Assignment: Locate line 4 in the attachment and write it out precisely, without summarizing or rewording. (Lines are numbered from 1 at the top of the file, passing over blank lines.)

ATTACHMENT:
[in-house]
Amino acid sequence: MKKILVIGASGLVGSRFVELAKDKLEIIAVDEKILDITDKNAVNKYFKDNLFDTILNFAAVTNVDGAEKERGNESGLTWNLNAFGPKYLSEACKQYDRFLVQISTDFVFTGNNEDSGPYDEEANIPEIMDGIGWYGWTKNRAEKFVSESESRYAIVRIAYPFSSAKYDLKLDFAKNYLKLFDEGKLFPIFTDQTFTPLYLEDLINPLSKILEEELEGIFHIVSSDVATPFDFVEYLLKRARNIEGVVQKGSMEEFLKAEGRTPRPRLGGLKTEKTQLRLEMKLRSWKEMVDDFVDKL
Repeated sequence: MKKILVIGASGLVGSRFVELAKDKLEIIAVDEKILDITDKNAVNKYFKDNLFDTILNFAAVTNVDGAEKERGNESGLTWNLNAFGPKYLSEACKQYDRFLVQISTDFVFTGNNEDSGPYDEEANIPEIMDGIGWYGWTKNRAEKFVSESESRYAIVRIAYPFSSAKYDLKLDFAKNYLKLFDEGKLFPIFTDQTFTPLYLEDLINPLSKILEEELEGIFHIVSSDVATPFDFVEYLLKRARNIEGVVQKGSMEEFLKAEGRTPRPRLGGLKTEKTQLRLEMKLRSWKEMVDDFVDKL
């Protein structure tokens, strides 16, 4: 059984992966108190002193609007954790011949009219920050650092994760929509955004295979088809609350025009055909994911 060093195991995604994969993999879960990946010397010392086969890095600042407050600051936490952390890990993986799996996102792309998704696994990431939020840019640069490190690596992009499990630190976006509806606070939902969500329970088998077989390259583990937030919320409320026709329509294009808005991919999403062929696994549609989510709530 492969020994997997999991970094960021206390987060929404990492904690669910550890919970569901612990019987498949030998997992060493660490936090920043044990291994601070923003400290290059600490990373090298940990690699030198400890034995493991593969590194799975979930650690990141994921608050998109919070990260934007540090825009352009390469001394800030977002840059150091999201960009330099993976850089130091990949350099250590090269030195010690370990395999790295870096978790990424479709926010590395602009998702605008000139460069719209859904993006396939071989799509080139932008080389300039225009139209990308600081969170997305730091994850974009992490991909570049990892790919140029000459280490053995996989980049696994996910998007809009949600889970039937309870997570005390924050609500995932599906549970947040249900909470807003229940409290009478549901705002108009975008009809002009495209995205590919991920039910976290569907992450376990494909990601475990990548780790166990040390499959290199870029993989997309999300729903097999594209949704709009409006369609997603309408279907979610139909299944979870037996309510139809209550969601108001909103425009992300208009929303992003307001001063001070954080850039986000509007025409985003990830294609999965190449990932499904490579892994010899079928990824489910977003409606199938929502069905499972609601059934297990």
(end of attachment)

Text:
């Protein structure tokens, strides 16, 4: 059984992966108190002193609007954790011949009219920050650092994760929509955004295979088809609350025009055909994911 060093195991995604994969993999879960990946010397010392086969890095600042407050600051936490952390890990993986799996996102792309998704696994990431939020840019640069490190690596992009499990630190976006509806606070939902969500329970088998077989390259583990937030919320409320026709329509294009808005991919999403062929696994549609989510709530 492969020994997997999991970094960021206390987060929404990492904690669910550890919970569901612990019987498949030998997992060493660490936090920043044990291994601070923003400290290059600490990373090298940990690699030198400890034995493991593969590194799975979930650690990141994921608050998109919070990260934007540090825009352009390469001394800030977002840059150091999201960009330099993976850089130091990949350099250590090269030195010690370990395999790295870096978790990424479709926010590395602009998702605008000139460069719209859904993006396939071989799509080139932008080389300039225009139209990308600081969170997305730091994850974009992490991909570049990892790919140029000459280490053995996989980049696994996910998007809009949600889970039937309870997570005390924050609500995932599906549970947040249900909470807003229940409290009478549901705002108009975008009809002009495209995205590919991920039910976290569907992450376990494909990601475990990548780790166990040390499959290199870029993989997309999300729903097999594209949704709009409006369609997603309408279907979610139909299944979870037996309510139809209550969601108001909103425009992300208009929303992003307001001063001070954080850039986000509007025409985003990830294609999965190449990932499904490579892994010899079928990824489910977003409606199938929502069905499972609601059934297990």